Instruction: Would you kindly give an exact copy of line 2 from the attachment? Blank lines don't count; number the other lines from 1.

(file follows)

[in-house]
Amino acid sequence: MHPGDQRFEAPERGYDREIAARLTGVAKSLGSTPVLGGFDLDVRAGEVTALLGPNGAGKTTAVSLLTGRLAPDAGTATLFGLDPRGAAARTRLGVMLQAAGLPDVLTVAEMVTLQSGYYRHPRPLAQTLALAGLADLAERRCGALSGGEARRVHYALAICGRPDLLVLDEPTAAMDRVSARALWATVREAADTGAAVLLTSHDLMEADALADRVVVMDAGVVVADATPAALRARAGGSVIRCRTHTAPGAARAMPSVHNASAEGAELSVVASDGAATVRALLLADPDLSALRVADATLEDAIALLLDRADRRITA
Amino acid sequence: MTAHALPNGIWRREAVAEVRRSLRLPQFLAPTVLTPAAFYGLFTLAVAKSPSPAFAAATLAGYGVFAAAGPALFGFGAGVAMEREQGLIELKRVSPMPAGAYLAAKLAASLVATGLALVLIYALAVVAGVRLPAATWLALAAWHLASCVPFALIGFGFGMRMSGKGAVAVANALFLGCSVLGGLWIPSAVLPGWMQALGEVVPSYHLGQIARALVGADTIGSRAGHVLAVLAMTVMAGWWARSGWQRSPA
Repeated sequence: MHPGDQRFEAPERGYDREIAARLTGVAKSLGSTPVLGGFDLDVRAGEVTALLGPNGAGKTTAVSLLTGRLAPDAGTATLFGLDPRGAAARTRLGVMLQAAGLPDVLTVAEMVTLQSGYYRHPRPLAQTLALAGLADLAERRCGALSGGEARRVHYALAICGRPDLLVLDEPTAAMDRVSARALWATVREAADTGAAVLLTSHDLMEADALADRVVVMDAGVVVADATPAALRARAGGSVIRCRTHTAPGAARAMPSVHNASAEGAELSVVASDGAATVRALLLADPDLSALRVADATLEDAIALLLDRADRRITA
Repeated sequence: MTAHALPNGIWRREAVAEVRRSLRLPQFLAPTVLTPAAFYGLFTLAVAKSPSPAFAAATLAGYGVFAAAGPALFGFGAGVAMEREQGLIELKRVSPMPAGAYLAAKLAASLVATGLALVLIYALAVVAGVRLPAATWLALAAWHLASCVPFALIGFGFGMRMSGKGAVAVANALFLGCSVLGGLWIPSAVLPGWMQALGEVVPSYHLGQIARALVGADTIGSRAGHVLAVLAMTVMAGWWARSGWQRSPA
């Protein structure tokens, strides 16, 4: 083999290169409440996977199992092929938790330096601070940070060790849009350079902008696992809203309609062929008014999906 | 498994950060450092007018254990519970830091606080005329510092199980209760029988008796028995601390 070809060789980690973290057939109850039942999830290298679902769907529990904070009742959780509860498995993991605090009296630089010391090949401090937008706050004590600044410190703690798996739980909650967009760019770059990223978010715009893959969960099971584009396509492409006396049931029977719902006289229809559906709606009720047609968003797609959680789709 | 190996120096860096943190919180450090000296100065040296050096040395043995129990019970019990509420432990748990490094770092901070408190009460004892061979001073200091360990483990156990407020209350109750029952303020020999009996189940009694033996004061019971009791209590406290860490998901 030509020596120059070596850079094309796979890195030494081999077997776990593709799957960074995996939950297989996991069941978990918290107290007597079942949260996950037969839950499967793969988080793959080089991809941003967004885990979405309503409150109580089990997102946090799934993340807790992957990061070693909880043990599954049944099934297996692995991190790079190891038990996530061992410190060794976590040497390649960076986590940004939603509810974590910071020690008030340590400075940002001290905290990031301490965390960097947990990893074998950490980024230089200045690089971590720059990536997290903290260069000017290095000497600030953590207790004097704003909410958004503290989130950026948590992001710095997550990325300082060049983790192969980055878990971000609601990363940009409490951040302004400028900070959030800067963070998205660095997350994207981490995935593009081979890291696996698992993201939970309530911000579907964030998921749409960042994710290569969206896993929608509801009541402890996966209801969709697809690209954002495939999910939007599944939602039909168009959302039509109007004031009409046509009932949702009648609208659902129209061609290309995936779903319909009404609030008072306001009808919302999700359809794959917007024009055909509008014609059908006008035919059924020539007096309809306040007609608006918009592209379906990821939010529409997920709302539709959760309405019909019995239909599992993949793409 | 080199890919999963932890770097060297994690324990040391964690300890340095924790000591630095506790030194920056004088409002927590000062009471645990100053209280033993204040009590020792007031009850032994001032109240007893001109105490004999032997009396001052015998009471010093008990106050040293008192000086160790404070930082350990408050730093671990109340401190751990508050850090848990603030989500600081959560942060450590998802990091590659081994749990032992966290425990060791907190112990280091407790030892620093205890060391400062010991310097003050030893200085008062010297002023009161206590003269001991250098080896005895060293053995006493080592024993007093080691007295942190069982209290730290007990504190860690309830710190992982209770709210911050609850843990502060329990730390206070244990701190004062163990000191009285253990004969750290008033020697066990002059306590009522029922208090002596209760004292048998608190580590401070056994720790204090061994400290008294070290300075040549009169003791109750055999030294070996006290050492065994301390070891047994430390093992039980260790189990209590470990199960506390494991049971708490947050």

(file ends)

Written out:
Amino acid sequence: MHPGDQRFEAPERGYDREIAARLTGVAKSLGSTPVLGGFDLDVRAGEVTALLGPNGAGKTTAVSLLTGRLAPDAGTATLFGLDPRGAAARTRLGVMLQAAGLPDVLTVAEMVTLQSGYYRHPRPLAQTLALAGLADLAERRCGALSGGEARRVHYALAICGRPDLLVLDEPTAAMDRVSARALWATVREAADTGAAVLLTSHDLMEADALADRVVVMDAGVVVADATPAALRARAGGSVIRCRTHTAPGAARAMPSVHNASAEGAELSVVASDGAATVRALLLADPDLSALRVADATLEDAIALLLDRADRRITA